[JURIST] The US Commission on Civil Rights (USCCR) [official website] has issued a report [press release, PDF] criticizing the Obama administration’s immigration detention facilities, stating that some “are not fully complying with detention standards regarding medical care, legal information and other basic standards of treatment.” The report [text, PDF], “The State of Civil Rights at Immigration Detention Facilities,” first outlines the role and duties of the USCCR and the relevant laws and standards before launching a discussion on the violations and those responsible. The report documents the story of Mirabel, a 16-year-old immigrant from Honduras, who fled after her father almost killed her with a machete. Once she arrived in the US she was detained and placed in a detention facility for six months before she went before a judge and was placed in foster care in Virginia. Under the Flores Settlement Agreement [text], the Department of Homeland Security (DHS) [official website] “may detain unaccompanied alien children only to secure their timely appearance before a […] Court, or to ensure their safety or the safety of others,” and there is “serious doubt” as to whether unaccompanied alien children should be detained at all by DHS. The report also documents the experiences of detained children who were denied medical care, strip searched and mocked. After finding compliance issue, the USCCR made several recommendations such as the convening of “an intergovernmental compliance task force to investigate, analyze, and strengthen compliance regiments,” “extensive review” of third-party contracts, and the immediate release of detained families.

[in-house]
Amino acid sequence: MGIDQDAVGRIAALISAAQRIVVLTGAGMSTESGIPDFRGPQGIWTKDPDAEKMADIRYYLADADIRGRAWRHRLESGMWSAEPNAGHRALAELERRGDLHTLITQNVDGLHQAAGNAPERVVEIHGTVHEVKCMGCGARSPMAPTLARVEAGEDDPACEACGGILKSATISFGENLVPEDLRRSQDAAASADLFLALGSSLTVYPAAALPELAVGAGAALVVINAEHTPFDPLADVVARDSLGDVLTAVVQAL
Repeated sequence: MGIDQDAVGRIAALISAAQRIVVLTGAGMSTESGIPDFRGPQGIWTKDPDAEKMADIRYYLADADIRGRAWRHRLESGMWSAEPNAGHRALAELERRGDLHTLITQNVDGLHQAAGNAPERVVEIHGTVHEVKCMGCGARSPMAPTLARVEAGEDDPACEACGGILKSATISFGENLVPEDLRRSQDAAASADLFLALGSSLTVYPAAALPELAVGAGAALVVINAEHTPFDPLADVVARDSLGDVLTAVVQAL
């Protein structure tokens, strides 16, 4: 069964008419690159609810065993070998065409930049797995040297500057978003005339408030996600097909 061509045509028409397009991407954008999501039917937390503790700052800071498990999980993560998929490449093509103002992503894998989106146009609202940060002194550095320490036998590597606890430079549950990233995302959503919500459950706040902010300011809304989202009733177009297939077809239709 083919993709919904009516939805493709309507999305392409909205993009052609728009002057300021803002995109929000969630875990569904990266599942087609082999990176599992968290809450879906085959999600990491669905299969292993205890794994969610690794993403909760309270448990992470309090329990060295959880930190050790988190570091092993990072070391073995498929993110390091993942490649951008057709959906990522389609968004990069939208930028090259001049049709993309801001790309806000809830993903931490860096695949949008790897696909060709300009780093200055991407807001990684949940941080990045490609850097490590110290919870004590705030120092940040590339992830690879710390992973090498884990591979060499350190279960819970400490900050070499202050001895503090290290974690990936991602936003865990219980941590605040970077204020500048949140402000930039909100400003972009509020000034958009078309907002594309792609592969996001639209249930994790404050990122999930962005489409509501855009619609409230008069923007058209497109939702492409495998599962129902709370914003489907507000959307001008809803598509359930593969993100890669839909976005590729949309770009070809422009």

US immigration law [JURIST backgrounder] continues to be a controversial and heavily politicized area of law at both the state and federal levels. Last month a California judge upheld her July decision [JURIST reports] and ordered the government to release immigrant children held in family detention centers, “without necessary delay.” In February a federal judge in Texas temporarily blocked [JURIST report] two key parts of a recent immigration initiative announced by US President Barack Obama [official website] that would halt the deportation of millions of undocumented immigrants. In November a judge for the US District Court for the District of Arizona [official website] struck down [JURIST report] an Arizona law that made smuggling immigrants a state crime because it conflicts with federal laws governing immigration. In August 2013 the Obama administration released [JURIST report] a policy directive known as the “Family Interest Directive,” emphasizing that Immigration and Customs Enforcement agents should apply “prosecutorial discretion” towards undocumented immigrant parents of minors to limit detaining parents and to safeguard their parental rights. In June 2013 the US Senate approved [JURIST report] a bill which would create new pathways to US citizenship for the more than 11 million undocumented immigrants now living in the US. That bill was subsequently not approved by the House.